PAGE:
Even after a dreadfully slow start, Turner's still on pace to have the best season of his career. He posted a WAR of 2.9 last year and -- barring injury -- will realistically eclipse that by the All-Star game. 

At the plate, two stats jump off the page in regards to explaining Turner's stellar season. 

First, Turner is drawing a *bunch* of walks. His current BB% clip (10.6 percent) would be far and away the best of his career and up four percentage points from last year. It's a factor that helps explain - partially, at least - why his on-base percentage has risen and his BABIP has dropped. More walks mean fewer swings, fewer swings mean less contact, less contact means lower BABIP, etc. It's not the whole picture, but it's a big part of it. 

Secondly, Turner is making impressive contact on pitches out of the strike zone. FanGraphs calculates out-of-zone contact using a statistic titled O-Contact, which is a blessing considering some of the titles they choose to give their other stats. 

The average O-Contact across MLB in 2018 is 64.7 percent. Trea Turner's career O-Contact is 62.4 percent (although realistically it's closer to the high-50's - a small-sample-size from his abbreviated first season mucks up the number a bit). 

This season, Turner's posted an O-Contact of 69.3 percent. Not only is that 10 percentage points higher than his O-Contact from last season, but a top-50 clip in all of baseball. He's one spot ahead of Mike Trout!  Put both of these together with some encouraging Statcast numbers (rise in HardHit%, already matched his total 'barrels' from last season) and you can see why Turner's been thriving at the plate.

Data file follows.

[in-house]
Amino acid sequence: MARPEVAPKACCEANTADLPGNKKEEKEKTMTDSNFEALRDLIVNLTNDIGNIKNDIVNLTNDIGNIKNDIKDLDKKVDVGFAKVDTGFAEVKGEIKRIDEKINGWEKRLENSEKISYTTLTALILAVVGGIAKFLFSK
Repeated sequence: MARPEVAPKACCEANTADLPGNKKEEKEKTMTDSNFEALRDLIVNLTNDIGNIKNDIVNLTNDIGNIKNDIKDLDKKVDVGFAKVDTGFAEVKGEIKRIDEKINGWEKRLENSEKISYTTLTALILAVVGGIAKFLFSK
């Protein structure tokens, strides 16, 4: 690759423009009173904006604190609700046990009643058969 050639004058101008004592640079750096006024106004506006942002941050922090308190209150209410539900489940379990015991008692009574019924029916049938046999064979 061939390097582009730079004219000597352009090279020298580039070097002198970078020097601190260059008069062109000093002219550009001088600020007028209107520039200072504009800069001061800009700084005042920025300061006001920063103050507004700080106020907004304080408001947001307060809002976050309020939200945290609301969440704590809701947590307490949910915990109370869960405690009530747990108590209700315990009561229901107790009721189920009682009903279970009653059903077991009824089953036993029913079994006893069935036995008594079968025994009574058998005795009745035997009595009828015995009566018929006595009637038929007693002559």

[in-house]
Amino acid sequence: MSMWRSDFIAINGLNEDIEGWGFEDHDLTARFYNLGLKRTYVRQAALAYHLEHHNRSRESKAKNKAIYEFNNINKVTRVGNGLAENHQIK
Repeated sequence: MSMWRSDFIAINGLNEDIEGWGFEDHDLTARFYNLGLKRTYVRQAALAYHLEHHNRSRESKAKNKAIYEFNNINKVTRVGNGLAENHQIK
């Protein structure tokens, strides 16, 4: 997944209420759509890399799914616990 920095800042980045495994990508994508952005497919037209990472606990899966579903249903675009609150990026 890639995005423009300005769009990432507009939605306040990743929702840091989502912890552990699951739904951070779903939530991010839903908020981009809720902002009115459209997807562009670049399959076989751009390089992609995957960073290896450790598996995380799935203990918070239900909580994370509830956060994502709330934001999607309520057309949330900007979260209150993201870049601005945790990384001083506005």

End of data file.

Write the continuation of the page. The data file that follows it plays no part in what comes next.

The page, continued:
Defensively, he's improved across the board as well. His UZR and DRS - considered the two most reliable fielding statistics, if such a thing exists - are both up from last year. He has the 10th-best UZR of all major league shortstops and ranks 1st in DRS. 

Last season, he finished 17th in both UZR and DRS (of all shortstops with at least 800 innings; Turner didn't log enough innings to be considered a qualified fielder). He ended the season with both numbers in the negative. 

You may be skeptical of defensive stats, which is fine. But if nothing else, the fact that Turner is turning literal negative stats into positive ones is encouraging. 

Lastly, Turner continues to be an elite baserunner. At this point in his career, his speed is arguably his best tool:

You'll note that purple dot allllllllllll the way on the right. That's Turner! Now, let's take a look at how his speed compares across all positions:

Essentially, Turner is faster than like, 98 percent of baseball. In fact, by Sprint Speed, he's the 6th-fastest player in the game. He also ranks 2nd across all of baseball in FanGraphs "Baserunning" measurements, only behind fellow teammate and mindbogglingly good baserunner Michael A. Taylor. 

So, Trea Turner an elite baserunner (maybe the best if you combine his raw speed with his baserunning stats), a top-5 shortstop in the field, and an All-Star at the plate. 

Juan Soto's been great and Bryce Harper is still extremely talented, but this year, Trea Turner has been the Nationals' best player.